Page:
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America’s "New Jews" Are Non-Ethnic, Diverse and Seeking Spirituality, Says College Chaplain

Allan Brownfeld, Editor
Special Interest Report
July-August 1997

Judaism and Jewish life in America are "no longer based on ethnic attachments or on exoticism," writes Rabbi Edward Feld, Jewish Chaplain at Smith College and the Jewish Religious Adviser at Amherst College, in Sh’ma (May 2, 1997). Yet, Jewish life on campus "shows remarkable signs of vibrancy . . . Friday night dinner is such a significant event that a sizable contingent of non-Jews jam the room."  

The elements of a revived Judaism, according to Feld, involve Judaism as a moral center: "At a time when intellectual life has relativized ethics and when corruption and venality are rampant, Judaism remains a sacred center that students want to be in touch with to ground their own moral impulse . . . Judaism is understood as a support for voluntarism, concern with others, an honest existence."  

Judaism also "offers a certain life wisdom for an age which is disconnected from any other sources of wisdom," he declares. It also "fulfills a need we all have for a spiritual life. The imperialist moment of Western Enlightenment is over. No longer does its culture dispense total redemption. Indeed all twentieth century secular redemptionist faiths have proved to be limited if not false. Not only has the Marxist utopian god fallen but the Western psychotherapeutic one as well. People are aware of a spiritual need which can touch their inner being and provide surcease from constant struggle."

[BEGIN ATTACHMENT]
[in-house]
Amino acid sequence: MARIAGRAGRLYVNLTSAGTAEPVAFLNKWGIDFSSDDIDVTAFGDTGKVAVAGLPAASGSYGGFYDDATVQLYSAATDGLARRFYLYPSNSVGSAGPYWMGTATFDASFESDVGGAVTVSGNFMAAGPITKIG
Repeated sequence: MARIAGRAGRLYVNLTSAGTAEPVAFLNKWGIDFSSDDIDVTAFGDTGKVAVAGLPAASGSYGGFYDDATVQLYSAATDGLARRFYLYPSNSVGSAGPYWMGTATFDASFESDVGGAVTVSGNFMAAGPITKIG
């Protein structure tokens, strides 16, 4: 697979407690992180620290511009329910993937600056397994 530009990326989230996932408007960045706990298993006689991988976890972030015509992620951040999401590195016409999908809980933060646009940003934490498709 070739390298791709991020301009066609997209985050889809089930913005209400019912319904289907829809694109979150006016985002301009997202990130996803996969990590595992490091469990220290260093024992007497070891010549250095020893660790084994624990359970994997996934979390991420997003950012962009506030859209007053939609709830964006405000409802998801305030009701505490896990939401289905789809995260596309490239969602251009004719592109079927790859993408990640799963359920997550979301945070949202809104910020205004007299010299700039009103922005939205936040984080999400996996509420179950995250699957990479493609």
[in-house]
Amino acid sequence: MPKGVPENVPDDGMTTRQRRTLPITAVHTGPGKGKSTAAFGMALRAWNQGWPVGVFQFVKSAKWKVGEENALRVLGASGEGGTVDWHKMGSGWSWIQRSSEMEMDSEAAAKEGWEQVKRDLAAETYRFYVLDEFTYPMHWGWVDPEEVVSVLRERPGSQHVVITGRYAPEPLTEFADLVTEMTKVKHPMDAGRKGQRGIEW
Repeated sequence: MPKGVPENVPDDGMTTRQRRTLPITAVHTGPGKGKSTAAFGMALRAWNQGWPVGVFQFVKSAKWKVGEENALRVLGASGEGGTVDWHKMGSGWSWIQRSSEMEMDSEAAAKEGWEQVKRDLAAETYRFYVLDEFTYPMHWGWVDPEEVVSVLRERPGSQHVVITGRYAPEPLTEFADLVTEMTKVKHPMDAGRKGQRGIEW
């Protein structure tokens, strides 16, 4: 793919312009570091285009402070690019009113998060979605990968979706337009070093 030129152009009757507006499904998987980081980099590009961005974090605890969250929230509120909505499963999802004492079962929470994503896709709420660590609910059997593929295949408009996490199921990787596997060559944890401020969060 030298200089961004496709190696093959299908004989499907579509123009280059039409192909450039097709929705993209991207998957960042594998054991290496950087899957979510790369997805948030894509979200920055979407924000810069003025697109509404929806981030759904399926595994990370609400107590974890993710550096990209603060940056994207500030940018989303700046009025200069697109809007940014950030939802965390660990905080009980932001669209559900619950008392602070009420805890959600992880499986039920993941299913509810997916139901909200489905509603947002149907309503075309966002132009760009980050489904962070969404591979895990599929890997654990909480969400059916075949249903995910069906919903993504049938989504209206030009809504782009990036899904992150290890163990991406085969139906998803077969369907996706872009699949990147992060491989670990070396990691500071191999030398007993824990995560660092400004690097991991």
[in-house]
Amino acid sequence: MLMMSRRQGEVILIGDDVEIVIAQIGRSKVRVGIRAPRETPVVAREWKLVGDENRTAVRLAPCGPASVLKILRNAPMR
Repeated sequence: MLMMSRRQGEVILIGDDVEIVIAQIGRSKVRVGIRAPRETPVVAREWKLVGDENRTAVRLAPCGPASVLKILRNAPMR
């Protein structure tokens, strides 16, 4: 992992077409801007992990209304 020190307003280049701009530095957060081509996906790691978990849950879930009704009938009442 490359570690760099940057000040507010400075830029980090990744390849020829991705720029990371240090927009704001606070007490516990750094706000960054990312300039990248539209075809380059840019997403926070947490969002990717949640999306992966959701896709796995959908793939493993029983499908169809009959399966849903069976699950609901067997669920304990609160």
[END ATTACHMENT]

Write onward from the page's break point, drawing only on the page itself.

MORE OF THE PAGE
There is, Feld writes, a new face to American Judaism: ". . . not only have Jews entered the upper middle class of America with a vengeance, adopting and even shaping the values of that community, but hardly distinguishing themselves. Jews also physically look more and more like the spectrum of Americans. My guess is that 20% of my students are the product of intermarriage. Some have nothing to do with Hillel, some sit on our boards. Looking around the room at a Hillel student meeting, I see black faces, Latin-American faces, and Irish faces alongside typical Eastern European faces. The former are children of intermarriage, adopted kids, or just Americans seeking a compatible community . . . In other words you can no longer pick out a Jewish face . . ."  

Rabbi Feld concludes: "So Judaism lives. Having contributed bagels and yiddishisms to the larger culture, Jews have lost the ethnic trappings which once defined their common community. Instead they are embarked on a new creation, one that is frequently difficult to recognize, but which is quite real. The threads are traditional but the weave is new, and the pattern being fashioned is fascinating enough to attract many beholders if not buyers."  

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